KPMG/Ipsos Retail Think Tank (RTT) is reporting an even bleaker outlook for UK retailers, with the health of the industry expected to worsen to record levels before any signs of recovery, following its quarterly meeting in April 2012.
The RTT Retail Health Index is expected to fall to an all time low of 77 by the end of quarter two of 2012. This compares with 79 at the end of the first quarter and is five points lower than the level recorded during the depths of the original banking crisis and recession, in quarters two and three of 2009.
The deterioration in health in quarter one of 2012 was not as significant as the RTT had originally forecast, partly due to higher than anticipated demand and margins pressures easing. Costs again took their toll as retailers contended with an unexpected fuel crisis and higher energy prices as well as ongoing investment in online and multi-channel infrastructure.
Most worrying, the state of health by end of the second quarter of 2012 looks set to be the bleakest on record since the RTT Retail Health Index was established. The combined effect of increased energy costs, raised fuel prices and higher borrowing costs – among other economic and financial influences – is expected to further dampen consumer confidence and demand in quarter two.
Although inflation is on the decline, it is still above wage rises and many consumers are now dipping into their savings to keep up with increasing pressures on their household budgets and disposable income. The majority view of RTT members is that this is not sustainable and therefore the rate of deterioration in health will increase going forward, although voting was split – reflecting the level of uncertainty that exists.
Although high profile events such as The Queen’s Diamond Jubilee celebrations and 2012 Olympics Games will inject a ‘feel good’ factor for some, underlying economic trends will have an increasingly detrimental impact on consumer confidence and spending, according to the RTT.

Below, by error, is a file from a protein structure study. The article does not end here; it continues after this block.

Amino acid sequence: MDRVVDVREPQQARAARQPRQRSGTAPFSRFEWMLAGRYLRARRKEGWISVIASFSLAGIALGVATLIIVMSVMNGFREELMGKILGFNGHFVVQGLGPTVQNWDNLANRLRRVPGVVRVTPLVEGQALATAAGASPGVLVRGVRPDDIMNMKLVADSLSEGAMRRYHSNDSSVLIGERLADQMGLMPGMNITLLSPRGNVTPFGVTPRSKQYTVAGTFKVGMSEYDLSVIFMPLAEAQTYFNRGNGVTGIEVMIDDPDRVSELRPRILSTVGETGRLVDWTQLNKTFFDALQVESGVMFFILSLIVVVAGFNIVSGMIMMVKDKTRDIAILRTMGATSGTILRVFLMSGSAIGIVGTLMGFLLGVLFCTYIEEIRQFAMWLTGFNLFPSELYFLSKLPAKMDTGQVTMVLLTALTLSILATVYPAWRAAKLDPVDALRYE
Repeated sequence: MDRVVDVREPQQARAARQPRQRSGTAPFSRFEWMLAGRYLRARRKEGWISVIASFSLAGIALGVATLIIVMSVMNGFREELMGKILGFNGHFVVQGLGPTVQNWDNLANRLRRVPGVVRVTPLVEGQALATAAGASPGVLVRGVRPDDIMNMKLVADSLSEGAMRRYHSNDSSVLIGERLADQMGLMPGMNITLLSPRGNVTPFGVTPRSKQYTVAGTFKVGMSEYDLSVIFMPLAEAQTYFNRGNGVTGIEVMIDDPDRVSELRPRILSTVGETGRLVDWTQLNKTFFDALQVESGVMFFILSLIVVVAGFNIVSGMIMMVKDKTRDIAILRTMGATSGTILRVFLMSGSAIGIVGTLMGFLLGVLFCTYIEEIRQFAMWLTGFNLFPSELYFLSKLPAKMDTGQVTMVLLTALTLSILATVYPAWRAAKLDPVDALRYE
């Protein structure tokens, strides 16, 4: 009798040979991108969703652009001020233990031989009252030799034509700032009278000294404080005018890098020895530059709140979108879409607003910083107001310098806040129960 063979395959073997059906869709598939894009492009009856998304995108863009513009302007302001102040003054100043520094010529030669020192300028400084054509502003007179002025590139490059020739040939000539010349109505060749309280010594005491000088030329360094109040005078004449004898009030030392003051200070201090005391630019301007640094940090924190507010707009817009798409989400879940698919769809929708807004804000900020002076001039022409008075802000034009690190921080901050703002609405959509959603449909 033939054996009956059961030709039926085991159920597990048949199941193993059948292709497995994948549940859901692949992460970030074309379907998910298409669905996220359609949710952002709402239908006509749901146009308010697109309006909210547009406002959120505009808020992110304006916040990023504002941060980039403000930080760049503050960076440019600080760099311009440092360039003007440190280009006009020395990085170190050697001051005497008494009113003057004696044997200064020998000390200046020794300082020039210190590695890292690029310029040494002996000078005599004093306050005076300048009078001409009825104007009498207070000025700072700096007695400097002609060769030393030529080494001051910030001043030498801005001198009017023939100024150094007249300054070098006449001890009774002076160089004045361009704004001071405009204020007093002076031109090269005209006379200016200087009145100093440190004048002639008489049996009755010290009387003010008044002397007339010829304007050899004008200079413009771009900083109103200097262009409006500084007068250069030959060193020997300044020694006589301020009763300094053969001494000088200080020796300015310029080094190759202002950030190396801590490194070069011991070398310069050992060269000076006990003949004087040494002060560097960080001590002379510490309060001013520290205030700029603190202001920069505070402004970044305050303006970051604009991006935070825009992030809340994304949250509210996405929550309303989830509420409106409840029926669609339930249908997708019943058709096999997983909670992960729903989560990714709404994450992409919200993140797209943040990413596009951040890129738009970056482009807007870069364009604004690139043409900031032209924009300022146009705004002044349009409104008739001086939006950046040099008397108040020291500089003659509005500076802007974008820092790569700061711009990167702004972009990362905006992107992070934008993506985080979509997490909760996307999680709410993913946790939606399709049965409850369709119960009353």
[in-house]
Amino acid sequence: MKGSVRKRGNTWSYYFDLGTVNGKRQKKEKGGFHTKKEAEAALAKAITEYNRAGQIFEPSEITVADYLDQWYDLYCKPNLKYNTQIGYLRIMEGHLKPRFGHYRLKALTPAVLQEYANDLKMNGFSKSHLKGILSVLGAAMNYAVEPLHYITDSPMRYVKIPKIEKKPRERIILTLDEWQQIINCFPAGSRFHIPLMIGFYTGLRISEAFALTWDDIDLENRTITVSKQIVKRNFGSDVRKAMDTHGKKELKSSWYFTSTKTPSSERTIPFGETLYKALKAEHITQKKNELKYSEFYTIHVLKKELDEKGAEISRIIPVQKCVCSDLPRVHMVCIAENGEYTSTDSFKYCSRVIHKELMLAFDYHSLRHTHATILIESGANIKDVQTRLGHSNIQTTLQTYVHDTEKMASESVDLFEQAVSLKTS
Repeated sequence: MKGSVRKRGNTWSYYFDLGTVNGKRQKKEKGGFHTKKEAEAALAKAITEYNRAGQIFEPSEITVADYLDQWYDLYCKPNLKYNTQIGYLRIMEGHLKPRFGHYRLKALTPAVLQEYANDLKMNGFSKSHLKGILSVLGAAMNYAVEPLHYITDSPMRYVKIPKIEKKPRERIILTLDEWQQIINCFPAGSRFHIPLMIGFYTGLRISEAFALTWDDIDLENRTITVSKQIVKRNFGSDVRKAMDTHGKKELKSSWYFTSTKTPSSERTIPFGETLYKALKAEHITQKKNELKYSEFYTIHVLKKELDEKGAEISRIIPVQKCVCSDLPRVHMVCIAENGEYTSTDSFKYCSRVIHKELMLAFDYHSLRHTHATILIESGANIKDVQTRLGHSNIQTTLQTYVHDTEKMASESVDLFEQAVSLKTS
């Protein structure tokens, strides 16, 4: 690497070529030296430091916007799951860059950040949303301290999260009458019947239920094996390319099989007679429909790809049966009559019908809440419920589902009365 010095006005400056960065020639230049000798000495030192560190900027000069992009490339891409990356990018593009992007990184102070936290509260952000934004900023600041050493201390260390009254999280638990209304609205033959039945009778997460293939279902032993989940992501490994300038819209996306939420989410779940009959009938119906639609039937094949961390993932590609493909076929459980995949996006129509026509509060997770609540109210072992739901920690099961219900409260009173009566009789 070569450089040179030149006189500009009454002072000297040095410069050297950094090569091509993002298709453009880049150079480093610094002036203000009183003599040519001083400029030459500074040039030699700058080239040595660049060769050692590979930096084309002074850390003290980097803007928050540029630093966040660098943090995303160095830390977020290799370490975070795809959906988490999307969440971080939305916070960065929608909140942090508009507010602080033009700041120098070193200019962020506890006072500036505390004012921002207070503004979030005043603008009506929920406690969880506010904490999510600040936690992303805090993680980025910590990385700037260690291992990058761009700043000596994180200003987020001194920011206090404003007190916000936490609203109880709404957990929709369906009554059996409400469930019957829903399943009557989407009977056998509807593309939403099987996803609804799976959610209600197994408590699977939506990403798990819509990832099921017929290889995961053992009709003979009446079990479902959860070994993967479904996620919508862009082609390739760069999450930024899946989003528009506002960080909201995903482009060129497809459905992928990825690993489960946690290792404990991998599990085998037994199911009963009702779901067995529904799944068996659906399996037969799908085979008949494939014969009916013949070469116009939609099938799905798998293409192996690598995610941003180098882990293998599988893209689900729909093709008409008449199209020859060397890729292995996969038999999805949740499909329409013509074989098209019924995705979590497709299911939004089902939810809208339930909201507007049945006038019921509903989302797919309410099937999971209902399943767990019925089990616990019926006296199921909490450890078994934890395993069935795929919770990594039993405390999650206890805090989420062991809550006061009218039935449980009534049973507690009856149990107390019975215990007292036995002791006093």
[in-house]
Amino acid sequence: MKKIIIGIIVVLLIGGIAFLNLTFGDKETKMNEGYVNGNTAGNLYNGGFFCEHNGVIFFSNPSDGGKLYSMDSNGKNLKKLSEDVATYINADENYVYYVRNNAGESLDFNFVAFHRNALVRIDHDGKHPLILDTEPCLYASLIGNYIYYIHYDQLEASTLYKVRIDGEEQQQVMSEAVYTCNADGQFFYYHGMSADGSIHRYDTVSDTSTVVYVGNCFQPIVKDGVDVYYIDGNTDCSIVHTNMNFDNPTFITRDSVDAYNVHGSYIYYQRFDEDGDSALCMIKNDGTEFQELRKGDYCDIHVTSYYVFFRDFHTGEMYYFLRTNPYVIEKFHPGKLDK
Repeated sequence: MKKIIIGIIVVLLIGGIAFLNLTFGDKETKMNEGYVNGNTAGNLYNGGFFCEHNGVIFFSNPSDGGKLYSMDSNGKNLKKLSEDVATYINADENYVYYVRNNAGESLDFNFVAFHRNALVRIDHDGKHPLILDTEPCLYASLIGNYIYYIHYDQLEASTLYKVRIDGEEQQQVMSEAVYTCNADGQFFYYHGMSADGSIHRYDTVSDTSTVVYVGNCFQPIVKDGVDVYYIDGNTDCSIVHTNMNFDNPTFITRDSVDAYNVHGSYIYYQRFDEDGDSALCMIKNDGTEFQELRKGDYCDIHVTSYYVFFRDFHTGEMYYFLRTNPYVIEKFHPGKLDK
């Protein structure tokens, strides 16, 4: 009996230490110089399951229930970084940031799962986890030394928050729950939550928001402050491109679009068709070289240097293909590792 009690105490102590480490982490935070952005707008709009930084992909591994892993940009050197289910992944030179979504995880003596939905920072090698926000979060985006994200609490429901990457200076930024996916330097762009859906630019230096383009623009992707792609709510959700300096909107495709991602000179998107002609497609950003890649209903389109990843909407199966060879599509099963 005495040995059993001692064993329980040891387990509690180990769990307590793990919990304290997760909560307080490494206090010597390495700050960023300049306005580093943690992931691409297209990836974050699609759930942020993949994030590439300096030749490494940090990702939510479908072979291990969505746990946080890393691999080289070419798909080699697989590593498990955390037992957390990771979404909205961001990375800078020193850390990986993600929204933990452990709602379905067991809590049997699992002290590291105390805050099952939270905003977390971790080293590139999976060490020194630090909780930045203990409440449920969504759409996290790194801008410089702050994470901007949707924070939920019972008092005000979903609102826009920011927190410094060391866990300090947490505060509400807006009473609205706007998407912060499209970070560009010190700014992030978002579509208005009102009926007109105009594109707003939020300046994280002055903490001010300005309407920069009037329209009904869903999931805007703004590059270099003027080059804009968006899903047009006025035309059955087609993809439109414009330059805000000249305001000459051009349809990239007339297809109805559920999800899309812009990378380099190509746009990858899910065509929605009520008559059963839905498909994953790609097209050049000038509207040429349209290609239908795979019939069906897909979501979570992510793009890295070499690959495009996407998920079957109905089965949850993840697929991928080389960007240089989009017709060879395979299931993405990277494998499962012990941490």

Retail sales at the end of the first quarter were partly buoyed by the build up to Easter and the warmest March weather in the UK since 1997 and the sunniest on record since 1929. With spring in the air, consumers were naturally more inclined to venture out and spend their money on items such as new clothes and outdoor goods – particularly for the garden, DIY and other outdoor activities such as barbecues. This benefit will unwind in the next quarter.
Tim Denison, director of Retail Intelligence at Ipsos Retail Performance, said: “Following the unprecedented levels of promotions and discounts in quarter four of 2011 which had a severely detrimental impact on retailer margins, many businesses now recognise that this is not a sustainable strategy.
“Rather than continuing to discount and offer promotions to the same degree in 2012, manufacturers and retailers decided to back the strength of their brands. This is partly why margins have not been so badly affected as might have been the case if the levels of promotions and discounting that we saw in December had continued.”
Source: KPMG/Ipsos Retail Think Tank (RTT)